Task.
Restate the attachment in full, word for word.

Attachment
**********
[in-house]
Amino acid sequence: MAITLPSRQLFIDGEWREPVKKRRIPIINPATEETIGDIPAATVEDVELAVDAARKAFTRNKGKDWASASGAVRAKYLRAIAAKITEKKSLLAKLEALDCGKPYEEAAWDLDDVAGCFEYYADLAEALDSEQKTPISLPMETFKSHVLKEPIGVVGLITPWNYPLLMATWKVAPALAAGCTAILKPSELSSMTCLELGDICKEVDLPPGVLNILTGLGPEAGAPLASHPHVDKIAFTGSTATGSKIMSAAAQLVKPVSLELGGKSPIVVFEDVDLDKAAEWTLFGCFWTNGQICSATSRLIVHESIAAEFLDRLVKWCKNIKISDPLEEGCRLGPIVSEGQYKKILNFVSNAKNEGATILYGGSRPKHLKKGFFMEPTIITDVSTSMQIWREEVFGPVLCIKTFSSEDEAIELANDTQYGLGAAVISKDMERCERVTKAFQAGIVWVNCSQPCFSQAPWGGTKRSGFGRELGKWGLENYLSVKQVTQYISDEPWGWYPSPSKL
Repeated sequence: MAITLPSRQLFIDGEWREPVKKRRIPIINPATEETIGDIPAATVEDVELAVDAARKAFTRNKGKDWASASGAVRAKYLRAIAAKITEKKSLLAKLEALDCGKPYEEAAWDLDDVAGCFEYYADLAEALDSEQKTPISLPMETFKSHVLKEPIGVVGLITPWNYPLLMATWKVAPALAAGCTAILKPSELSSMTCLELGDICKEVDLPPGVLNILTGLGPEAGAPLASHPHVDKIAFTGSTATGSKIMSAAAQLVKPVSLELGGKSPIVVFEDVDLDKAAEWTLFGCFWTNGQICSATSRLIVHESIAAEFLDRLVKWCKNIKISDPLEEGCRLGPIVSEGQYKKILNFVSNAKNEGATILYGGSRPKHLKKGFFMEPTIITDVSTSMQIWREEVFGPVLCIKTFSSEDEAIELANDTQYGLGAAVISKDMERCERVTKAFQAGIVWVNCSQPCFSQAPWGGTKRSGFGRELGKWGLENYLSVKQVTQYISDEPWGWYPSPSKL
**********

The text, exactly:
[in-house]
Amino acid sequence: MAITLPSRQLFIDGEWREPVKKRRIPIINPATEETIGDIPAATVEDVELAVDAARKAFTRNKGKDWASASGAVRAKYLRAIAAKITEKKSLLAKLEALDCGKPYEEAAWDLDDVAGCFEYYADLAEALDSEQKTPISLPMETFKSHVLKEPIGVVGLITPWNYPLLMATWKVAPALAAGCTAILKPSELSSMTCLELGDICKEVDLPPGVLNILTGLGPEAGAPLASHPHVDKIAFTGSTATGSKIMSAAAQLVKPVSLELGGKSPIVVFEDVDLDKAAEWTLFGCFWTNGQICSATSRLIVHESIAAEFLDRLVKWCKNIKISDPLEEGCRLGPIVSEGQYKKILNFVSNAKNEGATILYGGSRPKHLKKGFFMEPTIITDVSTSMQIWREEVFGPVLCIKTFSSEDEAIELANDTQYGLGAAVISKDMERCERVTKAFQAGIVWVNCSQPCFSQAPWGGTKRSGFGRELGKWGLENYLSVKQVTQYISDEPWGWYPSPSKL
Repeated sequence: MAITLPSRQLFIDGEWREPVKKRRIPIINPATEETIGDIPAATVEDVELAVDAARKAFTRNKGKDWASASGAVRAKYLRAIAAKITEKKSLLAKLEALDCGKPYEEAAWDLDDVAGCFEYYADLAEALDSEQKTPISLPMETFKSHVLKEPIGVVGLITPWNYPLLMATWKVAPALAAGCTAILKPSELSSMTCLELGDICKEVDLPPGVLNILTGLGPEAGAPLASHPHVDKIAFTGSTATGSKIMSAAAQLVKPVSLELGGKSPIVVFEDVDLDKAAEWTLFGCFWTNGQICSATSRLIVHESIAAEFLDRLVKWCKNIKISDPLEEGCRLGPIVSEGQYKKILNFVSNAKNEGATILYGGSRPKHLKKGFFMEPTIITDVSTSMQIWREEVFGPVLCIKTFSSEDEAIELANDTQYGLGAAVISKDMERCERVTKAFQAGIVWVNCSQPCFSQAPWGGTKRSGFGRELGKWGLENYLSVKQVTQYISDEPWGWYPSPSKL